(b) They could not be reasonably construed to have either directly harmed or caused potential harm to other human beings.
Neither of these criteria apply to the Assange leaks:
(a) Assange did not expose great lies about why we went to war or of acts of mass murder that had been covered up. Indeed, the worst moral offenses that he brought to light involve the kind of diplomatic chicaneries and backbiting in which every nation in the world engages - and, what's more, needs to be able to pursue without worrying about public exposure. As liberal pundit Christopher Hitchens pointed out:
"One of civilization's oldest and best ideas is that all countries establish tiny sovereign enclaves in each other's capitals and invest these precious enclaves of peaceful resolution with special sorts of immunity. That this necessarily includes a high degree of privacy goes without saying. Even a single violation of this ancient tradition may have undesirable unintended consequences, and we rightly regard a serious breach of it with horror."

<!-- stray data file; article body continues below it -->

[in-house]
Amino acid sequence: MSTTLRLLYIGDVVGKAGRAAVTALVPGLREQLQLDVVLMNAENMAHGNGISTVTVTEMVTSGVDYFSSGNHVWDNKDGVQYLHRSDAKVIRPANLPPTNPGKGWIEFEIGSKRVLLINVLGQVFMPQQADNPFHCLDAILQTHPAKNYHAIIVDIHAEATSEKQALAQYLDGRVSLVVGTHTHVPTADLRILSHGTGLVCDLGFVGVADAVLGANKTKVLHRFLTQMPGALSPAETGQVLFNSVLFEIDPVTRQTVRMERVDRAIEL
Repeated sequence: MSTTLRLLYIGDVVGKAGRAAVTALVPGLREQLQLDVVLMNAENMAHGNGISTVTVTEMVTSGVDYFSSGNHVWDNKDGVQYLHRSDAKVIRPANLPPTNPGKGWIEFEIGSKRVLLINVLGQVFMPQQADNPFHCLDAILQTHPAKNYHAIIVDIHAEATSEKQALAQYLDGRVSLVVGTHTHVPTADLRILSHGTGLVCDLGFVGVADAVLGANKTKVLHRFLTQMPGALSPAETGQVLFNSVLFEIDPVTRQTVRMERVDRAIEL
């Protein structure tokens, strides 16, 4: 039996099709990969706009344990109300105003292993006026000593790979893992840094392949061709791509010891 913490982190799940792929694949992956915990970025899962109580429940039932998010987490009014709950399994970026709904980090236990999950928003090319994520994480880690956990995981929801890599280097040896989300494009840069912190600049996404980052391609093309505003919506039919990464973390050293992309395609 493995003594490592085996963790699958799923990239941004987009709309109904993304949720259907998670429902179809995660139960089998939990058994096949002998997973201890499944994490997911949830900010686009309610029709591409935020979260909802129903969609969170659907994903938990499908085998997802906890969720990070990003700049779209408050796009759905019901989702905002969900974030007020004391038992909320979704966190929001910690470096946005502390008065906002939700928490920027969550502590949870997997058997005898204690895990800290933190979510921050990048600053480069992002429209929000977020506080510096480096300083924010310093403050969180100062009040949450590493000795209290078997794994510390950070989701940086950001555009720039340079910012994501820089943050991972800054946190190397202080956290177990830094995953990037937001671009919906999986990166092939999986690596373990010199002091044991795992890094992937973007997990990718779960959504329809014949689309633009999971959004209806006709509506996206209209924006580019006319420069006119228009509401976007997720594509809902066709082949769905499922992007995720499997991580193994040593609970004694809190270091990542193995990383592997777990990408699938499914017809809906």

(b) Assange's leaks have directly imperiled our nation's ability to effectively fight real terrorist threats. As conservative pundit Charles Krauthammer observed:
"The Yemeni president and deputy prime minister are quoted as saying that they're letting the United States bomb al-Qaeda in their country, while claiming that the bombing is the government's doing... this will undoubtedly limit our freedom of action against its (al-Qaeda's) Yemeni branch, identified by the CIA as the most urgent terrorist threat to U.S. security."
Remember that Anwar al-Awlaki, a Muslim cleric in Yemen with close ties to al Qaeda, has been connected to the Fort Hood shooting, the underwear bomber, the Times Square bombing attempt, the attempted assassination of a British cabinet minister, the recent bombing attempts on several Chicago synagogues, and even the Manhattan kook who threatened the creators of "South Park" (al-Awlaki also issued a fatwa on the head of the woman who orchestrated "Everybody Draw Mohammed Day" in response to the "South Park" incident). Considering that he has repeatedly made efforts to attack the United States, it stands to reason that he will continue to try - and may very well succeed - until he is stopped. There can be little doubt that Assange's revelation has just thrown a serious kink in our ability to achieve that result... and this, by the way, is just one example from WikiLeaks.